After the company was delisted from the New York Stock Exchange last week, Mad Catz has now filed for bankruptcy.
The hardware company has had a turbulent time of late, with the lacklustre performance of Rock Band 4 an underlying factor in the firm’s poor financial performance. In February 2016, the company made comprehensive redundancies. On Friday, with the share price falling to just $0.04, the company was officially delisted from the NYSE as a result of “an abnormally low trading price”.
Karen McGinnis, Mad Catz president and CEO said in a statement: “Regrettably and notwithstanding that for a significant amount of time the Company has been actively pursuing its strategic alternatives, including various near term financing alternatives such as bank financing and equity infusions, as well as potential sales of certain assets of the Company or a sale of the Company in its entirety, the Company has been unable to find a satisfactory solution to its cash liquidity problems,”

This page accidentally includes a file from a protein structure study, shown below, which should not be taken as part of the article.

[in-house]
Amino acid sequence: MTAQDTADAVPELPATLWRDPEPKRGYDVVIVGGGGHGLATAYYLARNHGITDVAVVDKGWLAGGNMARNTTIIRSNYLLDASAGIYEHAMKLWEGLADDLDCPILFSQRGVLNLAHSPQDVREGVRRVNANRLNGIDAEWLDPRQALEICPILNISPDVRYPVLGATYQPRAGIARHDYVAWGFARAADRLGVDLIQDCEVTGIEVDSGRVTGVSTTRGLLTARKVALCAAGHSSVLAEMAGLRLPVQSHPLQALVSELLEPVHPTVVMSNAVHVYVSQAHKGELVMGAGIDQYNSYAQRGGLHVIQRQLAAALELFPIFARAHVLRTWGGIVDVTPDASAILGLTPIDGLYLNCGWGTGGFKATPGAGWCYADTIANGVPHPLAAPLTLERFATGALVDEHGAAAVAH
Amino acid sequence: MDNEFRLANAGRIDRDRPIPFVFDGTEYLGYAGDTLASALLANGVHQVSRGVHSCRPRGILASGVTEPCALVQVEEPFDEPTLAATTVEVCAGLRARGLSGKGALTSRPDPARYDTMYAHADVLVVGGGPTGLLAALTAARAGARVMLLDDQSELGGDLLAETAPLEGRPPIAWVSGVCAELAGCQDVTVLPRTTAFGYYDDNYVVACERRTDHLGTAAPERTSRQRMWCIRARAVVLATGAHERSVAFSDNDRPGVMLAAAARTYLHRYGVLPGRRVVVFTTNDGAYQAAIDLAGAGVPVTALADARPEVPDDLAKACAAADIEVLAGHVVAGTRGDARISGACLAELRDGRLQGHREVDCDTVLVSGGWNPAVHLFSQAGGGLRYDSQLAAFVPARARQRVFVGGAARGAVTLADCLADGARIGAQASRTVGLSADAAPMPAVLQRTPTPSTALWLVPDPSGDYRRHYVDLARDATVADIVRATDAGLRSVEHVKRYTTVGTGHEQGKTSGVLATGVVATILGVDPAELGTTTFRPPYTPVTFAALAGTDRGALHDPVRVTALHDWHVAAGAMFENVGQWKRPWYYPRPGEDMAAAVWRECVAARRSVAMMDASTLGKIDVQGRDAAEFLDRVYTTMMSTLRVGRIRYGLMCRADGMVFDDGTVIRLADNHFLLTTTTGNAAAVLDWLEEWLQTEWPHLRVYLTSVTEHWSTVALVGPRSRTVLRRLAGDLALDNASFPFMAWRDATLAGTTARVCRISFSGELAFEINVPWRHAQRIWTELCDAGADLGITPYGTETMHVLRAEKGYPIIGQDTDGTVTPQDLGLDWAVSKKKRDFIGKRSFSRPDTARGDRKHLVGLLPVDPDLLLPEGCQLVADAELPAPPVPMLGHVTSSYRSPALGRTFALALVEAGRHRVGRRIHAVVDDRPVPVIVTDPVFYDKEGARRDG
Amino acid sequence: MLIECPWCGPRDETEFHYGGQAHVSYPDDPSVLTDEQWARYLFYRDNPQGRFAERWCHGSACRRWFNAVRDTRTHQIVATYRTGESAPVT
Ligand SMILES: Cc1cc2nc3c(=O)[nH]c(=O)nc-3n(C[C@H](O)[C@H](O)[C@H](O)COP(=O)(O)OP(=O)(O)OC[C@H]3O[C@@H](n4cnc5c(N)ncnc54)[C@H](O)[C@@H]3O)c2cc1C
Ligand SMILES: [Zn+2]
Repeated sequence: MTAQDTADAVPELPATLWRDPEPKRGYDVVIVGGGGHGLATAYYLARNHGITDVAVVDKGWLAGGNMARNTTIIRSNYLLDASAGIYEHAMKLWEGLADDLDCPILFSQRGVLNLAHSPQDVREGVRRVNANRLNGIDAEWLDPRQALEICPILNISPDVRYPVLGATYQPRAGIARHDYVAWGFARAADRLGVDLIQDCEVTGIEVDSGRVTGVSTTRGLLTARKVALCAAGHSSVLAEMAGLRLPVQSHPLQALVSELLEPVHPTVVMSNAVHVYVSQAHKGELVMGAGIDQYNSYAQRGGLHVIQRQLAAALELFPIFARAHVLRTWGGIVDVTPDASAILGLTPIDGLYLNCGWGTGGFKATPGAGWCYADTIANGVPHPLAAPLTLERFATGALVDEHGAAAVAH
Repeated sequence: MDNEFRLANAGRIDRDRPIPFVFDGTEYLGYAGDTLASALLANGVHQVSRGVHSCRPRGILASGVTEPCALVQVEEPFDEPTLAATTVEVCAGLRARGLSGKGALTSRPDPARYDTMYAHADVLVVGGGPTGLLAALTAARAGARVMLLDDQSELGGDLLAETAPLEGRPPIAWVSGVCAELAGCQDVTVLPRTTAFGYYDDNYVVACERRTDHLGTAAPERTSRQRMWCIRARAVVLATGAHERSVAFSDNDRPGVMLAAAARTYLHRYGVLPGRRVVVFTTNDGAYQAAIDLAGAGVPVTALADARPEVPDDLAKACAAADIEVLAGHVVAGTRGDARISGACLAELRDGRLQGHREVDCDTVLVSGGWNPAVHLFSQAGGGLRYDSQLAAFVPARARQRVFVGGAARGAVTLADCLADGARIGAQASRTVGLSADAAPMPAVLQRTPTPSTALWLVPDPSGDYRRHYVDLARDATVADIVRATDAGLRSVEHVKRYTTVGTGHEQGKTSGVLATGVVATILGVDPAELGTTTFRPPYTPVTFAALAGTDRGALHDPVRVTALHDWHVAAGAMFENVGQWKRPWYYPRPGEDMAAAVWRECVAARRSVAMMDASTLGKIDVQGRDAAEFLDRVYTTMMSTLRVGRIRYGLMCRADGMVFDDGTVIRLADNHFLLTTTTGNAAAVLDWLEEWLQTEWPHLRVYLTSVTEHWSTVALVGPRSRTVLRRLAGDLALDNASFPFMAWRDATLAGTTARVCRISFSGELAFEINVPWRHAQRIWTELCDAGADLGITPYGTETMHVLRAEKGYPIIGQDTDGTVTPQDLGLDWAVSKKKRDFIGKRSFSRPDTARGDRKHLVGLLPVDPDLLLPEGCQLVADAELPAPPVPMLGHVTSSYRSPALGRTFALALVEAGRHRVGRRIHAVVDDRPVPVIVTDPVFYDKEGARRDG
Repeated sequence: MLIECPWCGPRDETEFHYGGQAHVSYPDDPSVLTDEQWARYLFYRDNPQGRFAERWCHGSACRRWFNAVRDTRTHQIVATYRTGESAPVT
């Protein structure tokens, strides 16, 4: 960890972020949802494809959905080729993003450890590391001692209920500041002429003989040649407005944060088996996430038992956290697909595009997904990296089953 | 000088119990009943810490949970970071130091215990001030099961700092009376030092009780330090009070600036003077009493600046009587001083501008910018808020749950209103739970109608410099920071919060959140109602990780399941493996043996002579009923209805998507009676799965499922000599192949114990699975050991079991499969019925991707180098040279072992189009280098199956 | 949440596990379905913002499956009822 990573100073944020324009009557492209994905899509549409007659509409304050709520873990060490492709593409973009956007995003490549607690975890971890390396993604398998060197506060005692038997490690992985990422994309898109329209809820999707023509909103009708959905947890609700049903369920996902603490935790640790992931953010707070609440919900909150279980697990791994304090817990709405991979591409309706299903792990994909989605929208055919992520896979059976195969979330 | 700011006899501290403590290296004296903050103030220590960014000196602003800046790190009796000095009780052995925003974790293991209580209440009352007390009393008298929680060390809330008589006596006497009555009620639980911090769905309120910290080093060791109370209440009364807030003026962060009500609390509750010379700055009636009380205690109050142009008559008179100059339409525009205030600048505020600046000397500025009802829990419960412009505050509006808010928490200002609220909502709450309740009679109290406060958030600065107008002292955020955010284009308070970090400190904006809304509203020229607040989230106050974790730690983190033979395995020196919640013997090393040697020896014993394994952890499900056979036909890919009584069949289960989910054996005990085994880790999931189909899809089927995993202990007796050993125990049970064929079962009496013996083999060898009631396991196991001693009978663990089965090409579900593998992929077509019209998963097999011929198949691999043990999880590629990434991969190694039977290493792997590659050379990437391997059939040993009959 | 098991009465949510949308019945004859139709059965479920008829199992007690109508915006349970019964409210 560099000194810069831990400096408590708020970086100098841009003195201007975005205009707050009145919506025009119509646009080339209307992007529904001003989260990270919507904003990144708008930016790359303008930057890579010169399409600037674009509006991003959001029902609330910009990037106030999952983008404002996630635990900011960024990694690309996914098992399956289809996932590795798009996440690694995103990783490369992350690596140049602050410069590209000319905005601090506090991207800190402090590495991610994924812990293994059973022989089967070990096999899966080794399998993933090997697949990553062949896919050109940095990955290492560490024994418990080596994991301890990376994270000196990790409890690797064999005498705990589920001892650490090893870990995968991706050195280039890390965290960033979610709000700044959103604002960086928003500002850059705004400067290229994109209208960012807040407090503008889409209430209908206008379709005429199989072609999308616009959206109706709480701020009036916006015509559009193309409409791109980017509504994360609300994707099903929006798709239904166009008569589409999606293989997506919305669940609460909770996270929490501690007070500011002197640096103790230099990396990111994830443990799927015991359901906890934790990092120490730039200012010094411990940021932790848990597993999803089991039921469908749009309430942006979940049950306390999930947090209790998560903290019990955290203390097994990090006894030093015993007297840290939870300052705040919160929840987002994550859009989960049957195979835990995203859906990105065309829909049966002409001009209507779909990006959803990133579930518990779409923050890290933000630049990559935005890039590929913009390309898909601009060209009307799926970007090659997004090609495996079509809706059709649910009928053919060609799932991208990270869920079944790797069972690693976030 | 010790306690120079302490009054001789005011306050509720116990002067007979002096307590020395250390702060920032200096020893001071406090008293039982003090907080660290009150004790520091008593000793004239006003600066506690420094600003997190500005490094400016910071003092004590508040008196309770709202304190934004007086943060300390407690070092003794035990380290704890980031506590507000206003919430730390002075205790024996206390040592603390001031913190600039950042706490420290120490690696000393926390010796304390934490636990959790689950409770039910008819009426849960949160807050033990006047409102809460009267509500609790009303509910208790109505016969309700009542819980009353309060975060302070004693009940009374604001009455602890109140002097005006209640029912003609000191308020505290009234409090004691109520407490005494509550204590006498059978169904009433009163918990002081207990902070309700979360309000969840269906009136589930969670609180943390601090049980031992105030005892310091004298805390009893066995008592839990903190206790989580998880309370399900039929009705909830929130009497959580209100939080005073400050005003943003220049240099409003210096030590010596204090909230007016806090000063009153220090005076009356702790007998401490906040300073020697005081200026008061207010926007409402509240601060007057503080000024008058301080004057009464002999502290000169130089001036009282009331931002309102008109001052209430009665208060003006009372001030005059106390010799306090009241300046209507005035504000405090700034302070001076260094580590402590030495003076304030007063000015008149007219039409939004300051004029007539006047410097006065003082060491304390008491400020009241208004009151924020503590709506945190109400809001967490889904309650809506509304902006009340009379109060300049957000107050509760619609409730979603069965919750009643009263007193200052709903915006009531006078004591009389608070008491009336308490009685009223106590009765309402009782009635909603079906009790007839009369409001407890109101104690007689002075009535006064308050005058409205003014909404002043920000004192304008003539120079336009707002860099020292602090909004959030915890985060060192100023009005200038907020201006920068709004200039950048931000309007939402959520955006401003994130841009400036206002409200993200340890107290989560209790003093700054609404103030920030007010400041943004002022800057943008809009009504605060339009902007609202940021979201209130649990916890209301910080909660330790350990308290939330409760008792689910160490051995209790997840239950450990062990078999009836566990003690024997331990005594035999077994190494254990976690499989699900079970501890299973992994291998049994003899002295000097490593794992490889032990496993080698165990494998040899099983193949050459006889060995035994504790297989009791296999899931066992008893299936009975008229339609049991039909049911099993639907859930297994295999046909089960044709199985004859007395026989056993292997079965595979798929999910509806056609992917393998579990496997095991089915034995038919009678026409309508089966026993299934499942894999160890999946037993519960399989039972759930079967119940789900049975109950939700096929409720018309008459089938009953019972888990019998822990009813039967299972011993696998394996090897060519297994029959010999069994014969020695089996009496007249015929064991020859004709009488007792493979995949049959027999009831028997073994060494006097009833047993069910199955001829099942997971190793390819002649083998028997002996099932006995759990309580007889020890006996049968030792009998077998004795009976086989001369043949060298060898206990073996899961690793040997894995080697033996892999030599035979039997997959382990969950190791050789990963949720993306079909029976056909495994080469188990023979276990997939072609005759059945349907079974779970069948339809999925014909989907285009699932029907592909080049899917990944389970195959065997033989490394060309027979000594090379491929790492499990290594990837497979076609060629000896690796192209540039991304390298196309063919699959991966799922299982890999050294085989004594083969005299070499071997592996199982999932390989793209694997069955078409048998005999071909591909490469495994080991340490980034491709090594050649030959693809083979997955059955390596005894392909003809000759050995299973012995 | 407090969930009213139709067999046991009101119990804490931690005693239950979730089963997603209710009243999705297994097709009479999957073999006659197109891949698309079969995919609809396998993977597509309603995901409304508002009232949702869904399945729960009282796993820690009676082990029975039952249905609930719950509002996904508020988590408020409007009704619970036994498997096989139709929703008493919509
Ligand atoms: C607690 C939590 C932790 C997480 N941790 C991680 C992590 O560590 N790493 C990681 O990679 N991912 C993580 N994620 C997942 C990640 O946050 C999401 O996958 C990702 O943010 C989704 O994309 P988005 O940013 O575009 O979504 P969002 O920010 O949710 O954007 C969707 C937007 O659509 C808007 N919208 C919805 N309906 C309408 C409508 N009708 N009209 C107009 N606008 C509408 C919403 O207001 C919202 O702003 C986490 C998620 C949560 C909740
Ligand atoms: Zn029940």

The company revealed it was forced into bankruptcy after being told by financial advisors that “no strategic alternatives in respect of a sale of the Company or other corporate sale transaction” was available. Furthermore, the firm’s lenders refused to further increase the company’s credit limits.
PricewaterhouseCoopers Inc (“PWC”) has been appointed as the trustee in bankruptcy of the Mad Catz estate. The company has filed a voluntary petition for relief under Chapter 7 of the United States Bankruptcy Code.
The Mad Catz brand has been historically well established in the FGC community. They not only sponsored tournaments but also once housed some of the finest players including Daigo Umehara, Tokido Kaniguchi and Kenryo Hayashi.
Esports Insider says: It’s sad to see a company that historically has done a lot for the FGC esports scene disappear. Alas, it doesn’t come as much of a surprise after last week’s announcement.